On December 11, 2018, David John Marotta appeared on Radio 1070 WINA’s Schilling Show to discuss the market crash of 2008.
Our article “When Will The Markets Stop Dropping?”, published on December 1, 2008, explained the concept well at the time:
To use a different analogy, it is as though your next-door neighbor got into credit card debt and is now trying to pay it off. On his front lawn he is having a yard sale. His couch is going for $10, his good china for $20 and his plasma TV for $25. And you think to yourself, “That’s the exact same couch I just paid $200 for, and my neighbor is selling it for $10!” In fact, you are amazed that the entire contents of your house have dropped in value.
Diversification among household contents did not help because the financial institutions that are deleveraging also owned a nice diversified portfolio. Nothing is fundamentally wrong with couches, china, and plasma TVs. The problem is that when a nation is deleveraging, everyone wants cash to pay off their debts. When you look down the block, it seems like every other house is having a yard sale.
Selling your assets in this market is a foolish move.
Listen to the audio here:
For those interested, here are some other articles you might enjoy on the topic:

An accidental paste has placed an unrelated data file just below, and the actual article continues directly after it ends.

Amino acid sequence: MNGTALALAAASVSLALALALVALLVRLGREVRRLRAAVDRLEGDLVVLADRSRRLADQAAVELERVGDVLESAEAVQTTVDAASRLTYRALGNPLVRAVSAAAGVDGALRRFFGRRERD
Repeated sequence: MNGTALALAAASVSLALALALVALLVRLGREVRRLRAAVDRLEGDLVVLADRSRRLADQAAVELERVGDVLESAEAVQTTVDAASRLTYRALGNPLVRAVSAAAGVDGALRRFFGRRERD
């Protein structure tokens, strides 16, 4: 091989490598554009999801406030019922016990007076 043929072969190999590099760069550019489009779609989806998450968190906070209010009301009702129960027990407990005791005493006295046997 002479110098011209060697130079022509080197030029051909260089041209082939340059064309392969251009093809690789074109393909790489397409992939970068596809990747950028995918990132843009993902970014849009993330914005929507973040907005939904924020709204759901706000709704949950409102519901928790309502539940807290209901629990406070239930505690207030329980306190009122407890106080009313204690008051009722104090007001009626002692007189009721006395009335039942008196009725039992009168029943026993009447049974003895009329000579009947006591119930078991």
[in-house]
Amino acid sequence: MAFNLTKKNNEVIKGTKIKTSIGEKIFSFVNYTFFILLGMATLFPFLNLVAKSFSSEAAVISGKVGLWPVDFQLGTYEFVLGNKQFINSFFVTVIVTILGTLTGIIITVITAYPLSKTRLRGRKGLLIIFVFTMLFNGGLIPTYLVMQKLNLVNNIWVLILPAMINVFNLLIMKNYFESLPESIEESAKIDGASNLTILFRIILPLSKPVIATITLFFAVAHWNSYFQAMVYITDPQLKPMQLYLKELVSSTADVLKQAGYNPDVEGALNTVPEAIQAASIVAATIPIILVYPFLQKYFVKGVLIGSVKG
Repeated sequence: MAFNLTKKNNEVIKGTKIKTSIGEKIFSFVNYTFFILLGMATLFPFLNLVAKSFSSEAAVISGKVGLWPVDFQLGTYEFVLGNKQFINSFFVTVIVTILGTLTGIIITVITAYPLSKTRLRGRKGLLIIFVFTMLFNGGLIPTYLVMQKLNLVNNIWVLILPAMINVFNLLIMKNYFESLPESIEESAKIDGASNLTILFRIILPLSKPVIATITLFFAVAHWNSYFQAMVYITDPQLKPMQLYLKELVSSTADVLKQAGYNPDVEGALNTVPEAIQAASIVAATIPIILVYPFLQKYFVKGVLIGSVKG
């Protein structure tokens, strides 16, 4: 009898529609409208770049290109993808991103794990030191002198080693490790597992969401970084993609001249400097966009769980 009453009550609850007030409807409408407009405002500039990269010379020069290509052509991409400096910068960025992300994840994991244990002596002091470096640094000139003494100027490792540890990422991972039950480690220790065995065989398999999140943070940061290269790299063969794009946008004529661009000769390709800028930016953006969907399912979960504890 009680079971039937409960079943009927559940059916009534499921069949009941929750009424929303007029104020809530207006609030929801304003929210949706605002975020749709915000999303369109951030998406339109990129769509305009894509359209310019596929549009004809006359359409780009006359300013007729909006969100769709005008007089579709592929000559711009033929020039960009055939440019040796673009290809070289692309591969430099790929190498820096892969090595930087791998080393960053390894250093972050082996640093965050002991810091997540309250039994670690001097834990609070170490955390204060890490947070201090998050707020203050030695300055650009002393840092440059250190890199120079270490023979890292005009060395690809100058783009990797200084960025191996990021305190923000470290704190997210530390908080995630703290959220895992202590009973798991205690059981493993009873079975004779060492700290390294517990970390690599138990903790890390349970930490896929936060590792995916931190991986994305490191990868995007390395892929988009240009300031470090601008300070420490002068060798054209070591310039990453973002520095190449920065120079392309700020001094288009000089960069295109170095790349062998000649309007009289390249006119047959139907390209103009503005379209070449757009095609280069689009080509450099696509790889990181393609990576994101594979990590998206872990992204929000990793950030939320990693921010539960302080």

Revisiting 2008 When The Markets Were Dropping
Ten years after our original article we review how sage the advice was.
The Markets Can’t Go Up Indefinitely, Can They?
Or do they go up indefinitely, albeit interrupted by some significant corrections?
Beware of Dire Market Crash Predictions
I receive dire predictions with such frequency that were I to act on even a fraction of them I would never be invested in the markets.
Lessons from the Crash of 2007-2008
For a calm investor, a crash will just mean that the stocks you would have bought anyway are temporarily on sale.
How Common Is A Stock Market Crash?
A crash is defined as an index dropping at least 50% from some previous high. Since 1950, there has been exactly 1 stock market crash in the S&P 500 Price Index.
Mailbag: What Happened To The Markets In 2008?
You shouldn’t invest in what you don’t understand.